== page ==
Call on the state government to intervene
This is not the only cable car proposition in the state.
Hobart has grappled with the prospect of a cable car to the top of Kunanyi / Mount Wellington for about a century, with strong voices for and against the proposal.
In July, Hobart City Council voted to deny the development request because it would reduce the recreational, cultural, tourist and landscape value of the iconic mountain.
Mr Brown said he wanted the public to have a say in the projects.
“Where you have special projects, keep them away from air combat, but let people have their say democratically.”
The local indigenous community also wants the government to intervene. However, she wants projects like the cable car to be excluded.
“It’s been an intermittent discussion for many years now. I love when it’s off and not on,” said Dave mangenner Gough, a local aboriginal and chairman of the Six Rivers Aboriginal Corporation.
“I’m surprised it never seems to stop, it seems like a few people want to push forward this idea and concept which is such an outdated and inappropriate thing for today.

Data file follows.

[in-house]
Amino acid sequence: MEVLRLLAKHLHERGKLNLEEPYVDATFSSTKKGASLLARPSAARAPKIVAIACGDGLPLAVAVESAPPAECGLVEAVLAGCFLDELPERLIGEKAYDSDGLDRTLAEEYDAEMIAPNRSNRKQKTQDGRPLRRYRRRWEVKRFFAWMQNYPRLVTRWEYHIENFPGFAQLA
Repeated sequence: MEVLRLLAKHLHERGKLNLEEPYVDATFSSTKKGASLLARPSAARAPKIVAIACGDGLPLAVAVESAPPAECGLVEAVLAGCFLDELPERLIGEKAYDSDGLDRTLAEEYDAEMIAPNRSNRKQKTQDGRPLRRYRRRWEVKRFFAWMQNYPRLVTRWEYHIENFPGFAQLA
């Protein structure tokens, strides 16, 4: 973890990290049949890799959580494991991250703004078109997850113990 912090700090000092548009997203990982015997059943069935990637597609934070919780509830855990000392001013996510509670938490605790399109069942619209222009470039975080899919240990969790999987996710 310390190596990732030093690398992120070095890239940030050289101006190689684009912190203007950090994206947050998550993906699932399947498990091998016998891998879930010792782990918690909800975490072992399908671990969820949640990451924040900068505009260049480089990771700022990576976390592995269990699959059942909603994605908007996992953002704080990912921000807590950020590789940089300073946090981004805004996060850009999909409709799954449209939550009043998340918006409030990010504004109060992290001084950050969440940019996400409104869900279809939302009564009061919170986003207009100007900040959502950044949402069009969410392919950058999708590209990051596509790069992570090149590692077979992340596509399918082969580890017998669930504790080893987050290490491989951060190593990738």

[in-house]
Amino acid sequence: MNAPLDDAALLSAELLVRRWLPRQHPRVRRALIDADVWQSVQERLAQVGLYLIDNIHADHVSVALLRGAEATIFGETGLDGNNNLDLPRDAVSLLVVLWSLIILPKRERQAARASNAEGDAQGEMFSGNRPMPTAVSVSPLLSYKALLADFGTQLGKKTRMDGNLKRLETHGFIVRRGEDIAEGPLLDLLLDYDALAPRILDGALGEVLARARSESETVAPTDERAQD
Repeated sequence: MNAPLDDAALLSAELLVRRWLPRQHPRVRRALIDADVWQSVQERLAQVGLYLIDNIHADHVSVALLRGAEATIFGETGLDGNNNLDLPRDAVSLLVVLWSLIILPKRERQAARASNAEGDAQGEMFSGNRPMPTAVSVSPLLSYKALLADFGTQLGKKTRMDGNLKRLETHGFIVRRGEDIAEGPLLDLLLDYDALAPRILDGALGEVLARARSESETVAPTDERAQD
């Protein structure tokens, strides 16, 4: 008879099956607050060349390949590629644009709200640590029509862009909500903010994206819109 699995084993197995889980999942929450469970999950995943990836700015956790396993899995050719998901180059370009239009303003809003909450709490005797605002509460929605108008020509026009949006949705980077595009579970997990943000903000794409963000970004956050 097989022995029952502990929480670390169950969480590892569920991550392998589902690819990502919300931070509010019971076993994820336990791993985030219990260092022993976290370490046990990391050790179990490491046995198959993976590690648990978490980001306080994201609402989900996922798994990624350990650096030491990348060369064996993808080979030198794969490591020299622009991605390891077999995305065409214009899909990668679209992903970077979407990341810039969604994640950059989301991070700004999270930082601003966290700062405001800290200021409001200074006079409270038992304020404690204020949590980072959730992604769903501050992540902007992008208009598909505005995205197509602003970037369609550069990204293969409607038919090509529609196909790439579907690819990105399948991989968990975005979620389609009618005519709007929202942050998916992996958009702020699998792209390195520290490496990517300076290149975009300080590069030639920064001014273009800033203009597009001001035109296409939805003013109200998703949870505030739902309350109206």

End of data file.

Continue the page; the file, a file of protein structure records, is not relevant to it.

“The government must… be aware that this is something that will drain money, it will drain resources and it will impact people without a positive result.”
“A sacred mountain”
Mr Gough said Mount Roland was important to indigenous peoples, comparing the proposal to building a cable car over Uluru.
“Sacred mountains must be walked lightly and they must not have any mechanisms or means that obscure or remove them,” he said.
“If you can’t walk lightly and leave it better than you found it, you shouldn’t come near it.”
He said that around the mountain was once an important trade route.
“This area where Mount Roland is located and these other mountain ranges are trade routes for many families who have traded through these areas for thousands of years,” he said.
“It affects from our ancestors to us and to our future generations.”
He also believes the development would harm the reasons visitors come to Mount Roland.